Response to HiPointDem (Original post)

Mon Aug 27, 2012, 02:01 PM

1. du rec. Nt

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Response to HiPointDem (Original post)

Mon Aug 27, 2012, 02:02 PM

2. Face the fact, both capitalists and socialists have read Marx's analysis,

 

The only differentiation between them is how they implement that information.

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Response to HiPointDem (Original post)

Mon Aug 27, 2012, 02:11 PM

3. straight from the source

Before we go any further, there is still the following economically important fact to be noted: Since profit here assumes the pure form of interest, undertakings of this sort are still possible if they yield bare interest, and this is one of the causes, stemming the fall of the general rate of profit, since such undertakings, in which the ratio of constant capital to the variable is so enormous, do not necessarily enter into the equalisation of the general rate of profit.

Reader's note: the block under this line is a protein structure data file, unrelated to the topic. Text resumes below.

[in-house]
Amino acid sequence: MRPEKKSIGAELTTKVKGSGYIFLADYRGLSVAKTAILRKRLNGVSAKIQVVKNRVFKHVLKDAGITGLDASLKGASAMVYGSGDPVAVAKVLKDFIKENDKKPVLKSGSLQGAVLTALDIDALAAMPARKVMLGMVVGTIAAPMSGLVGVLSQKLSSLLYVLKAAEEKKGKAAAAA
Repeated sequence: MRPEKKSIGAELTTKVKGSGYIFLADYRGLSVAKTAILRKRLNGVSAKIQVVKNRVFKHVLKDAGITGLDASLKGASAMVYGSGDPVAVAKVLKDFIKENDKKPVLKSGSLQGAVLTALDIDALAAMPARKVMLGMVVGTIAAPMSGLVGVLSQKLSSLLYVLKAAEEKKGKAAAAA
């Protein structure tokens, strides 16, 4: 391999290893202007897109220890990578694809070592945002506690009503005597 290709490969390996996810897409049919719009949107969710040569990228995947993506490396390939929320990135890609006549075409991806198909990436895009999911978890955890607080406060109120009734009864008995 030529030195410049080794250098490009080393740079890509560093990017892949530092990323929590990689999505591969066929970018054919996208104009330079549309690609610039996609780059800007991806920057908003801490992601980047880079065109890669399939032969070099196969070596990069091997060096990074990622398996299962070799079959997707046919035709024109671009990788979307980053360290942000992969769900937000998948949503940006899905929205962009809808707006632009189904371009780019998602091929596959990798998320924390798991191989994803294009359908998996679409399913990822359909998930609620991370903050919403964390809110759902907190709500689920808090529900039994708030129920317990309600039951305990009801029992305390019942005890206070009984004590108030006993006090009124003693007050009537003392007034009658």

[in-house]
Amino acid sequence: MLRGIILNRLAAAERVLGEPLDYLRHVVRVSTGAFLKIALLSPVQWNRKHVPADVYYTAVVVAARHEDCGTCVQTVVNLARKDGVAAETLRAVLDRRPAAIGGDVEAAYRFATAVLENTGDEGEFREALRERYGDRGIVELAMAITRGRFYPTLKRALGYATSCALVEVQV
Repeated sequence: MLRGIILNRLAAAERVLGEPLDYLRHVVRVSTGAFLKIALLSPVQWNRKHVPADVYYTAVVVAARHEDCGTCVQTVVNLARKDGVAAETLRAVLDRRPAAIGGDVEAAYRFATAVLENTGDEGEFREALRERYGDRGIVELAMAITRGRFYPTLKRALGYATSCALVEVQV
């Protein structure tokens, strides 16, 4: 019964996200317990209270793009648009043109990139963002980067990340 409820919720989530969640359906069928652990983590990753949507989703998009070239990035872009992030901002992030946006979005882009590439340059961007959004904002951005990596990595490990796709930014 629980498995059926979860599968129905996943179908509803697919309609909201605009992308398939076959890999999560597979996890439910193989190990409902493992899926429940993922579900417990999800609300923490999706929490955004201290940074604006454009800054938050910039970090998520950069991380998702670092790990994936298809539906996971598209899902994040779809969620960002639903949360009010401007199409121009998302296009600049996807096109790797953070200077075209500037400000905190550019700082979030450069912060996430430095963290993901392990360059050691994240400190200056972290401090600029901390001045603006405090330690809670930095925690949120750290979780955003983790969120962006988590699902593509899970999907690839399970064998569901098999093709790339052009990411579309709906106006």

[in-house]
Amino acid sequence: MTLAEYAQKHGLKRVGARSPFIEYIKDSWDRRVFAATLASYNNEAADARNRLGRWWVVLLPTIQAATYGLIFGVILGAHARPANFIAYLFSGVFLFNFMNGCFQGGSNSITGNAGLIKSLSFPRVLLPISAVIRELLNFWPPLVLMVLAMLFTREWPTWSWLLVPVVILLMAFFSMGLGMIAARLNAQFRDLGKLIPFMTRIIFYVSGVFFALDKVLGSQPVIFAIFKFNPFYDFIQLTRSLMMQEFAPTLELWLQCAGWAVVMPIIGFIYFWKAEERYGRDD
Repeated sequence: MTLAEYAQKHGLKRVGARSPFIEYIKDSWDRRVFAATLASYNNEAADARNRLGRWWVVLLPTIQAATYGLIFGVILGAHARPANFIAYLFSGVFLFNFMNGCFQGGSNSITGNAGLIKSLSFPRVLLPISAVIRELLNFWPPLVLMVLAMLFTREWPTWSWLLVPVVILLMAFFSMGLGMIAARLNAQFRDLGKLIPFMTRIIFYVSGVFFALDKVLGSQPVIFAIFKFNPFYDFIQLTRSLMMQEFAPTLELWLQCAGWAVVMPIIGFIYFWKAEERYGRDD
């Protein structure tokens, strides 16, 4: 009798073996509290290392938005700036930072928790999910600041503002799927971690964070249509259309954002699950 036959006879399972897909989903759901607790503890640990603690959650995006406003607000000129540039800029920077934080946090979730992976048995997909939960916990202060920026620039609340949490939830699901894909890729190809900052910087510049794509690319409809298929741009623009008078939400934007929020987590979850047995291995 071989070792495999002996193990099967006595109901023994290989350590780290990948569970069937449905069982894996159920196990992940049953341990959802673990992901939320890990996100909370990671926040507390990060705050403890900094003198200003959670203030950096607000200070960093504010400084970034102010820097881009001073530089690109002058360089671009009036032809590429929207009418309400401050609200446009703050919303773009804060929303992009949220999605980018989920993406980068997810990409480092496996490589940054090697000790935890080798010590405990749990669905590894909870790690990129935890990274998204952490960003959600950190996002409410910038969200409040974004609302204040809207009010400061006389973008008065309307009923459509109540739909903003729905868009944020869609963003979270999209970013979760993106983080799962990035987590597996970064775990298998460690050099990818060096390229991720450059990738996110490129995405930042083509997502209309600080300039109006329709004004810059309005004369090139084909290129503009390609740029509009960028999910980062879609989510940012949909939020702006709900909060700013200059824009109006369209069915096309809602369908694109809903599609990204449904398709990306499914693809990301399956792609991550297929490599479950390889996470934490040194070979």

...

This is the abolition of the capitalist mode of production within the capitalist mode of production itself, and hence a self-dissolving contradiction, which prima facie represents a mere phase of transition to a new form of production. It manifests itself as such a contradiction in its effects. It establishes a monopoly in certain spheres and thereby requires state interference. It reproduces a new financial aristocracy, a new variety of parasites in the shape of promoters, speculators and simply nominal directors; a whole system of swindling and cheating by means of corporation promotion, stock issuance, and stock speculation. It is private production without the control of private property.

...